Keith: We're trying to critique capitalism so we'll bring up Adam Smith. We're weaving in all this different stuff that relates to our childhood and how we were brought up in the inner city and went to law school from there. So we're also bringing up legal theorists, too.
GM: That's great. I think a lot of comics are afraid to talk above the general knowledge in the room, whereas when I hear comics talk about things I don't know about, I'm fascinated. I think anything can be talked about.
Kenny: Kenny speaking. Sometimes we underestimate the knowledge and the intellect and the abilities of the audience. I think sometimes we spoon-feed them easy jokes when I think that sometimes they want to be challenged.
Keith: This is Keith speaking. I was going to say we sort of live in an age – I know it may not seem that way because Trump's president – but there's a lot of general curiosity out there because there's so much information, so I think minds are more open than we think, especially audiences in a comedy club. I think their minds are generally more open. So if you can write a well-written joke, it shouldn't matter what the subject is. If the joke is well-written, people will laugh.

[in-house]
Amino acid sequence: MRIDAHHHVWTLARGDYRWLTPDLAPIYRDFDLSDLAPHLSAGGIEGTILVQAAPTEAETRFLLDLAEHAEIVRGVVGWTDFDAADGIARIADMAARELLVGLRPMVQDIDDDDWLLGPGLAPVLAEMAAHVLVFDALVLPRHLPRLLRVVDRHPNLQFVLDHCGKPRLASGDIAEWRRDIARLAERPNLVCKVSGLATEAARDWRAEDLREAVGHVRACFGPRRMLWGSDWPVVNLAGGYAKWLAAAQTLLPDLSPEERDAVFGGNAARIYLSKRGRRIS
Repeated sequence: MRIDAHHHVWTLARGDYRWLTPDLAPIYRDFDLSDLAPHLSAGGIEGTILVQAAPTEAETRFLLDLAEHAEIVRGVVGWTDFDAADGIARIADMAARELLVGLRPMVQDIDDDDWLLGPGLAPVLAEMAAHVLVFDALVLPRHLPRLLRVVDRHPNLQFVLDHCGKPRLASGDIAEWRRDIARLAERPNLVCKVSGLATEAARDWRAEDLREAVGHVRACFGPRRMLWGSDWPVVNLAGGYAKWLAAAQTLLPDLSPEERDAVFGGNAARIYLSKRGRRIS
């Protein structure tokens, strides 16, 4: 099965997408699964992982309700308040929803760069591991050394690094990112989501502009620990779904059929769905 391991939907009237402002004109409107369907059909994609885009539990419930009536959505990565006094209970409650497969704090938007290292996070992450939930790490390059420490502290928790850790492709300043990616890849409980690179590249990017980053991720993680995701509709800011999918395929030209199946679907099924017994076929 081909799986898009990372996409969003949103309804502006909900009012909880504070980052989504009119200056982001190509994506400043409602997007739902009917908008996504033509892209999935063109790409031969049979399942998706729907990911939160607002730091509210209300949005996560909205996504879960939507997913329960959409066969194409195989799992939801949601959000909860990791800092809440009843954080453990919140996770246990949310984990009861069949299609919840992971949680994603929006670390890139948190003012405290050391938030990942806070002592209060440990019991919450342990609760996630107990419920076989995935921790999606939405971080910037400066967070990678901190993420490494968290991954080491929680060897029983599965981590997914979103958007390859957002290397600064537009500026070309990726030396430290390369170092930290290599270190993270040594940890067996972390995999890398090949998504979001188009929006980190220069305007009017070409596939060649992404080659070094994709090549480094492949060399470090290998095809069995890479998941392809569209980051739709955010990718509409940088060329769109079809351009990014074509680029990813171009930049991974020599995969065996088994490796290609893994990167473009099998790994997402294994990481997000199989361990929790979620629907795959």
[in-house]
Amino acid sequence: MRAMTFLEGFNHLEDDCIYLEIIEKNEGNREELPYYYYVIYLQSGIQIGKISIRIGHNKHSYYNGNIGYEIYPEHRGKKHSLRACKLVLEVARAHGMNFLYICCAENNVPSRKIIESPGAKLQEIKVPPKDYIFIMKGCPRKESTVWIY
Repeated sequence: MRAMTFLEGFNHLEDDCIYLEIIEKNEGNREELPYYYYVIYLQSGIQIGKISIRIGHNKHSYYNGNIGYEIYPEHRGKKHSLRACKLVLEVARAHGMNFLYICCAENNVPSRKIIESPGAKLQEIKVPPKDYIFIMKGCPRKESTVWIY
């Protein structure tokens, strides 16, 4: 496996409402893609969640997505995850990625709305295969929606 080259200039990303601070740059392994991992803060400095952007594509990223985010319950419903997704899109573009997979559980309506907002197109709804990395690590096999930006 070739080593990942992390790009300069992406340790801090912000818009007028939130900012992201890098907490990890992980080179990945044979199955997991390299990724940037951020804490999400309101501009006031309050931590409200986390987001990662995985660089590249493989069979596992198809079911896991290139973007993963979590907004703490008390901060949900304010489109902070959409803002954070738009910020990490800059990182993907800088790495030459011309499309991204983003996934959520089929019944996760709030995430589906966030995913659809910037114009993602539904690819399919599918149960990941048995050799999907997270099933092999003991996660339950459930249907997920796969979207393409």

GM: I've always thought standup comics were modern-day philosophers.
Keith: This is Keith speaking. Yeah, people say that, and I've heard that before. I dunno. I don't necessarily agree with it because I think philosophers and comedians serve two very very different functions. They're both necessary in critiquing a society, so I wouldn't want to merge the two. I can see how people would make that judgment because they're both critiquing society...
Kenny: Using a systematic process, using logic.
Keith: Using a systematic process to ask questions about human nature and its relation to the state, and yada, yada, yada.